As previously discussed here, in 2015, the Delaware Court of Chancery issued a number of decisions calling for enhanced scrutiny of “disclosure-only” M&A settlements that involve no monetary benefits to a shareholder class.  For example, the recent decision in In re Riverbed Technology, Inc. Stockholders Litigation expressly eliminated the “reasonable expectation” that a merger case can be settled by exchanging insignificant supplemental disclosures (and nothing more) for a broad release of claims.  In In re Trulia, Inc. Stockholder Litigation, the Chancery Court demonstrated that its “increase[ed] vigilance” in this area is genuine, rejecting a disclosure-only M&A settlement and finding that the supplemental disclosures did not warrant the broad release of claims.

In re Trulia arose out of the acquisition of Trulia, Inc., an online real estate database, by Zillow, Inc.  After the merger was announced in July 2014, several Trulia shareholders filed suit, alleging that, among other things, the Trulia board breached its fiduciary duties by failing to properly value the company and disseminating “false and misleading disclosures” in Trulia’s proxy statement.  As is typical in M&A cases, the parties quickly agreed-in-principle to settle the litigation on a disclosure-only basis, and on November 19, 2014, Trulia filed a Form 8-K containing the supplemental disclosures sought by plaintiffs.  A month later, the acquisition was overwhelmingly approved by Trulia shareholders.

The settlement stipulation included “an extremely broad release” (which was later narrowed somewhat in response to concerns articulated by the court at an initial settlement hearing) and a statement that plaintiffs intended to seek a fee award “not to exceed $375,000.”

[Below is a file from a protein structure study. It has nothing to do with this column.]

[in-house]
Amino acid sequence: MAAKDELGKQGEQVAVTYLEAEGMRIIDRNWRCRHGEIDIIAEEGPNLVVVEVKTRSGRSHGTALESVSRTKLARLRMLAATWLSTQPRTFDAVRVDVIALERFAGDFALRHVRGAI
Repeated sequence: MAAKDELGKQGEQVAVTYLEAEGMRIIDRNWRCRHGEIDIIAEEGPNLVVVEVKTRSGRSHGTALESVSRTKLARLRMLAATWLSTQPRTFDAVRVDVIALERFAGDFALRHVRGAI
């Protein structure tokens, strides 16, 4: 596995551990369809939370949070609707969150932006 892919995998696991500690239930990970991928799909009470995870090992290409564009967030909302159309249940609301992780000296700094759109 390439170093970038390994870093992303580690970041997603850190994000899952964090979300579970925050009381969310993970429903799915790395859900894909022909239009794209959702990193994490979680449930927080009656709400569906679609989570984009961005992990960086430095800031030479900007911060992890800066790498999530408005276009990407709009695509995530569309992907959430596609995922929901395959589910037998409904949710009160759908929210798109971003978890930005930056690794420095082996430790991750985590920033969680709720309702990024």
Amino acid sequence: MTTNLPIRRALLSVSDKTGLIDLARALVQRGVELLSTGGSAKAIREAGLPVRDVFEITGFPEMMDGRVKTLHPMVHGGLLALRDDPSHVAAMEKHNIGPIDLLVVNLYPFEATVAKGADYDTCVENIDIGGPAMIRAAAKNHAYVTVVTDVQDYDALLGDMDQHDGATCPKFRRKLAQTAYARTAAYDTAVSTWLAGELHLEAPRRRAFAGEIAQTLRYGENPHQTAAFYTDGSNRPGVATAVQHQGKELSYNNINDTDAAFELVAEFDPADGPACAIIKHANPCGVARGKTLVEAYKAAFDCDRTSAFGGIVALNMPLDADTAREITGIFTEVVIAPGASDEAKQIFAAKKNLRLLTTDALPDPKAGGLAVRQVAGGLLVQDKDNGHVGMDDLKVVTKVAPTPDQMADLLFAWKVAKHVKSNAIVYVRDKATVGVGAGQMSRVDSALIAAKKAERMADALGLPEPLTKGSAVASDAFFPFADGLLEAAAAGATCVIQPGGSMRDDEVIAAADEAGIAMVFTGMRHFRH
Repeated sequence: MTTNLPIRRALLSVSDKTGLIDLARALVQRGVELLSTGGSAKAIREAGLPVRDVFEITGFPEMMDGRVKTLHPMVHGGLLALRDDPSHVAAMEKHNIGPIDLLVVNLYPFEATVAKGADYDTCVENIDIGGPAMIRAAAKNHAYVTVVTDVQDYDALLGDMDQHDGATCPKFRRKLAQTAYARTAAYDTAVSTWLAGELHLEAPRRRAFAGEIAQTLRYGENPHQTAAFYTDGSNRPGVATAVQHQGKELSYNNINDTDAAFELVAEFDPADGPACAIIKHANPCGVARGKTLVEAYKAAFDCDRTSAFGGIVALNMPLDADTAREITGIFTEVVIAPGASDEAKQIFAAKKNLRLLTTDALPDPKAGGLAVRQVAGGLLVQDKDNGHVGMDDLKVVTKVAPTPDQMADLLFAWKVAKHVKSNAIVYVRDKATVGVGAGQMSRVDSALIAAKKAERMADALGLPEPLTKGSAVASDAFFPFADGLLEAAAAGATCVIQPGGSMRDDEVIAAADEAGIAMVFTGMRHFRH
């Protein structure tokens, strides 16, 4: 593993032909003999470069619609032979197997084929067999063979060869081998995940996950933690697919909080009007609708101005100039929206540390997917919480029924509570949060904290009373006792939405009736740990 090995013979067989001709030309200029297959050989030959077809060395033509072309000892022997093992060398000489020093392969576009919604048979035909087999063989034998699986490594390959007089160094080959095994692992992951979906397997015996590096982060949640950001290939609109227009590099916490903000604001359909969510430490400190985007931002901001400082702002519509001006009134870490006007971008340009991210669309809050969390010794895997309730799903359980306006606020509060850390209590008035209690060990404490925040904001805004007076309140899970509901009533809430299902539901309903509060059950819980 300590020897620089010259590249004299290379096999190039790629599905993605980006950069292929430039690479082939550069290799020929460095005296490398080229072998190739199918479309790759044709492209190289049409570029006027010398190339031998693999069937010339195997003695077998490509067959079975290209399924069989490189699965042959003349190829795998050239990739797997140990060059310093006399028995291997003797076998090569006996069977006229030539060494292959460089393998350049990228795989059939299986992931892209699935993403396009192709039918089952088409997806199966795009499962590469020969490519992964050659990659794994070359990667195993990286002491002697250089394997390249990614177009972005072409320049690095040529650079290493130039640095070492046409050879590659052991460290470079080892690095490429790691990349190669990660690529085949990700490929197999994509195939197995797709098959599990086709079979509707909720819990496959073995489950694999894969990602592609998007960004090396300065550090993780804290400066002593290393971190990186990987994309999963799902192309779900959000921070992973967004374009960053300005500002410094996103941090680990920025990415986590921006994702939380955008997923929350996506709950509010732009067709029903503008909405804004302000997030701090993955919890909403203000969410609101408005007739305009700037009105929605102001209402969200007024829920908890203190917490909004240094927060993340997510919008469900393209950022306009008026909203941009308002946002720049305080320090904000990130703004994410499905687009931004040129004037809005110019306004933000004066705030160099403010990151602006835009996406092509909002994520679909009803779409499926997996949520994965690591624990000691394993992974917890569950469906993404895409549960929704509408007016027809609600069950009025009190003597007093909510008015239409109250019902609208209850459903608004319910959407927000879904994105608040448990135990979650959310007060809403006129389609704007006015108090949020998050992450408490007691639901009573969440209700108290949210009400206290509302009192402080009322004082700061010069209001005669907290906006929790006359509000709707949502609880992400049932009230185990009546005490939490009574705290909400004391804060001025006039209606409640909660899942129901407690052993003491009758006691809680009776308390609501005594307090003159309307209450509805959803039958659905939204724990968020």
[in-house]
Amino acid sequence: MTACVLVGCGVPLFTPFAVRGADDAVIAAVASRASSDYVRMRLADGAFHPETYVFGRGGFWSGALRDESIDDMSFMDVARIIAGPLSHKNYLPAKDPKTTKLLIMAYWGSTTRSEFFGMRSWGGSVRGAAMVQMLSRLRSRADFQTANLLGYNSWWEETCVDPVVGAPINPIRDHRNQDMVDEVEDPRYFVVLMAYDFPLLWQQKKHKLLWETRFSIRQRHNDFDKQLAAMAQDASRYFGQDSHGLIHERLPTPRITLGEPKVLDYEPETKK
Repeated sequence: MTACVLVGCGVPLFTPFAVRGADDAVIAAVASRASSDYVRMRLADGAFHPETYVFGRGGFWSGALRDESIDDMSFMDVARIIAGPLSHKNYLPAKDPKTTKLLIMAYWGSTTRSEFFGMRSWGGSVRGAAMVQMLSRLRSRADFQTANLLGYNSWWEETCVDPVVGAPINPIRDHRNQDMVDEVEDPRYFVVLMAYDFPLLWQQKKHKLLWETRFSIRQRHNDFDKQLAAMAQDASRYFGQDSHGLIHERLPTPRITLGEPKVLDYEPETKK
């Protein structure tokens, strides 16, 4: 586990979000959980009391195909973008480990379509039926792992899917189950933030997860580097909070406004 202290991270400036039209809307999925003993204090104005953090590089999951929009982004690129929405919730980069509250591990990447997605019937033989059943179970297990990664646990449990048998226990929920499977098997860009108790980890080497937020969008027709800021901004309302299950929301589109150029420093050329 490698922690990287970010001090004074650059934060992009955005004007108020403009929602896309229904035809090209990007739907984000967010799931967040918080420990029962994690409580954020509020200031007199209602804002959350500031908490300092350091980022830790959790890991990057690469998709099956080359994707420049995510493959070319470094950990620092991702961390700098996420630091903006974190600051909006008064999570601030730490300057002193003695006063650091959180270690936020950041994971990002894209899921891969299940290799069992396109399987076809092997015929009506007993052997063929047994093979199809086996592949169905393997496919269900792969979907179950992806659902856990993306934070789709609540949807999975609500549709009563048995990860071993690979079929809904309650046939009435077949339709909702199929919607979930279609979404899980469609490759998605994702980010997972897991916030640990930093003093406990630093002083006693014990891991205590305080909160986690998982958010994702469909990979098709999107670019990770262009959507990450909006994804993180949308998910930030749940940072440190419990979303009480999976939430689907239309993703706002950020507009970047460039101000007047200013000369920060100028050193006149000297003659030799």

The parties failed, however, to obtain the court’s approval.  Chancellor Bouchard rejected the proposed settlement, finding it was neither fair nor reasonable to Trulia’s stockholders.  At the outset of the opinion, the court lamented the “current ubiquity” of deal litigation, explaining that “far too often such litigation serves no useful purpose” other than “to generate fees for certain lawyers who are regular players in the enterprise of routinely filing hastily drafted complaints . . . and settling quickly on terms that yield no monetary compensation to the stockholders they represent.”  The decision went on to explain that it is the court’s role to assess and compare the value of the “give” (the release of claims) with the “get” (the supplemental disclosures).  In analyzing the four items in Trulia’s supplemental disclosures, the court found that none “were material or were even helpful in this case.”  Thus, Trulia’s shareholders were giving up more than they were getting, and the settlement was not fair.

While In re Trulia is likely to make it more difficult for parties to achieve a disclosure-only settlement in Delaware (particularly where the supplemental disclosures are insignificant and/or the release of claims is broad), the court noted that there is another path for plaintiffs to challenge mergers and receive an award of fees: the “mootness dismissal.”  In this scenario, defendants issue the supplemental disclosures sought by plaintiffs in exchange for plaintiffs’ voluntary dismissal of their claims on mootness grounds.  Whereas a settlement requires court approval, a dismissal (prior to class certification) does not.  This option also permits the parties to negotiate fees privately.  Of course, the mootness dismissal is not as favorable to corporate defendants because it does not provide a formal release of claims.  Because of this, it is conceivable that a different plaintiff could file a separate suit after the initial suit was dismissed (although Chancellor Bouchard stated his belief that such an occurrence would be “[un]likely”).  In any event, it remains to be seen whether the mootness dismissal catches on as a replacement for disclosure-only settlements in M&A cases.